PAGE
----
When I want chocolate, I want decadence.
In the past, my pursuits have been coated in reservation, re: putting health on the back-burner. Besides being a healthcare professional who emphasizes diet above all else in my treatment regimens, I grew up, like many women, with an intense awareness of what types of food make people fat, and even though I’ve never been especially prone to weight gain, the guilt and shame in eating sweets is something that I’ve contended with all the same. And it’s something that I see a lot of in my patients of all ages — the desire to strive for an image instead of simply feeling good. It never ceases to amaze me how deeply that paradigm persists.
Social rituals of fat concern aside, I have concluded that above all else, food should be as enjoyable as it is nutritious. Even if you’re embarking on a cleanse diet to kickstart You 2.0, sweets shouldn’t be something to be out-and-out avoided. This is the thinking that leads to failure, the type that leaves you in a pit of self-loathing after inevitably falling off the wagon. That is, after the sugar cloud dissipates and you’re left cowering on the ground in a puddle of tears.
Here’s the thing: sweets don’t have to be made with added sugar to be completely delicious. The key is keeping those cravings sated while cutting down. I know, I know — you’re probably thinking of all the times people have told you that raw vegan mound at the party was a cake and not the creature of the black lagoon — but that’s not what I’m saying. It’s all about learning the balance. Adapting recipes made with granulated sugar can be challenging because sugar provides structure in baked goods, not just sweetness. Plus, most of us haven’t cultivated the thick skin necessary to use stevia alone, and honestly, I hope I never do. Part of what makes food great is how it brings people together, and complete stevia tolerance sounds like one very lonely, bitter island to me.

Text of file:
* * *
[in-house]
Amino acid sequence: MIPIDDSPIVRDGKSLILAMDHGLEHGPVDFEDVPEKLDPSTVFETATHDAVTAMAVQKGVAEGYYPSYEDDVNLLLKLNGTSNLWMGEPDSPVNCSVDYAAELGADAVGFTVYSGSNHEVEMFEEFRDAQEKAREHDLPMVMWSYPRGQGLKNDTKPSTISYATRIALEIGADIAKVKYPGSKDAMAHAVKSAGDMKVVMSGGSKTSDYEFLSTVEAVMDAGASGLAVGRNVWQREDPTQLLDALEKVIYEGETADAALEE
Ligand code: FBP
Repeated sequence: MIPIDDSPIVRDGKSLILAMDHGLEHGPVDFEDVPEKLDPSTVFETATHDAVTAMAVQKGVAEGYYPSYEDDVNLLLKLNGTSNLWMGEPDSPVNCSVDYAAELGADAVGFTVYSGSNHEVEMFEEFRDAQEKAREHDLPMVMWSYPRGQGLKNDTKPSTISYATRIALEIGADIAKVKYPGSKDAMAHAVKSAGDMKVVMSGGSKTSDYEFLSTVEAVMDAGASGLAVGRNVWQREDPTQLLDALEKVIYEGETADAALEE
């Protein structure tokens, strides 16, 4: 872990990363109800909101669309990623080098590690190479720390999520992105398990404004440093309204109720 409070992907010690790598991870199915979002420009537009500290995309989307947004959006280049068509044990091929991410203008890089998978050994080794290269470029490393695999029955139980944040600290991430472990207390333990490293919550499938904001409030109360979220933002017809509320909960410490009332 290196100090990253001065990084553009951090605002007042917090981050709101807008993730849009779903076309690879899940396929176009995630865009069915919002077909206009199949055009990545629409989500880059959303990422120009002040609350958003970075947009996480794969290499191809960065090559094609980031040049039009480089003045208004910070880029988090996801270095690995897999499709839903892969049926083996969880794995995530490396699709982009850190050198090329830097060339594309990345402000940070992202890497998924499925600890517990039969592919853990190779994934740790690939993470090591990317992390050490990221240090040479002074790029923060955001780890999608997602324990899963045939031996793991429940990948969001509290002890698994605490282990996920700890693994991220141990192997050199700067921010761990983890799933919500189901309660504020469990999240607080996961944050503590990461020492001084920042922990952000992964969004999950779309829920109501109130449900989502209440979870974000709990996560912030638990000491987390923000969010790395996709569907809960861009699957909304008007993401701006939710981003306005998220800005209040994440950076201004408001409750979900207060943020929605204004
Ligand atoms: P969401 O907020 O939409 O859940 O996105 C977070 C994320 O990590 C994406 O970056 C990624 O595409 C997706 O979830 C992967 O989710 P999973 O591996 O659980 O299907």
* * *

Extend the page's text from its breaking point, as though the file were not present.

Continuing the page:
By keeping the sweets you have at home on the healthier side, you’ll be able to maximize the nutritional possibilities and keep your cravings at bay. Using wheat flour alternatives really helps with this too, given the excellent fat and fiber contents of them. I can’t say as much for standard baked goods, which tend to leave people wanting more sooner and have all sorts of unnecessary additives along the way. Most of all, though? The greatest thing about having fresh muffins around is that once they’re made, all anyone has to do is grab one when on the go. And you will, as will your family and friends, often far more quickly than you would expect.
Grab away, and enjoy. ❤
Makes about 1 dozen muffins.
Prep time: about 15-20 minutes, Bake time: 25-35 minutes.
½ cup roasted applesauce (see recipe here)
½ cup unsweetened cocoa powder
1 dropper of liquid stevia
2 tbsp brown sugar (or stevia to desired level of sweetness)
1/3 cup unsweetened rice or coconut milk
2 tsp vanilla extract
1 cup almond meal
¼ cup flax meal
1/3 cup tapioca flour
½ tsp baking powder
½ tsp baking soda
¼ tsp salt
1 cup raspberries (frozen or fresh)
1/3 cup unsweetened chocolate chips or chunks
TIP: For added crunch, chop up a few walnuts or pecans and add them in.
Preheat oven to 350.
1. Combine and sift dry ingredients into a large mixing bowl and set aside.
2. In a blender, mix wet ingredients until fully smooth, with no residual chunks of banana and all the chocolate powder absorbed. It should do this within a minute of being blended.
3. Gently fold the wet mixture into the dry components, adding raspberries and chocolate chips after everything’s absorbed together to ensure they don’t break apart completely. The consistency of the resulting batter should be thick and sticky.
4. Divide into 12 (about 2 heaping tablespoons each) in a standard-sized muffin tin, lined with either parchment paper or greased accordingly.
5. Bake until toothpick comes out without residue – approximately 25-30 minutes. When baking with nut-flours, it’s generally better to err on the outside of the time-bracket, as often things appear to be done, but may collapse because of the moisture on the inside.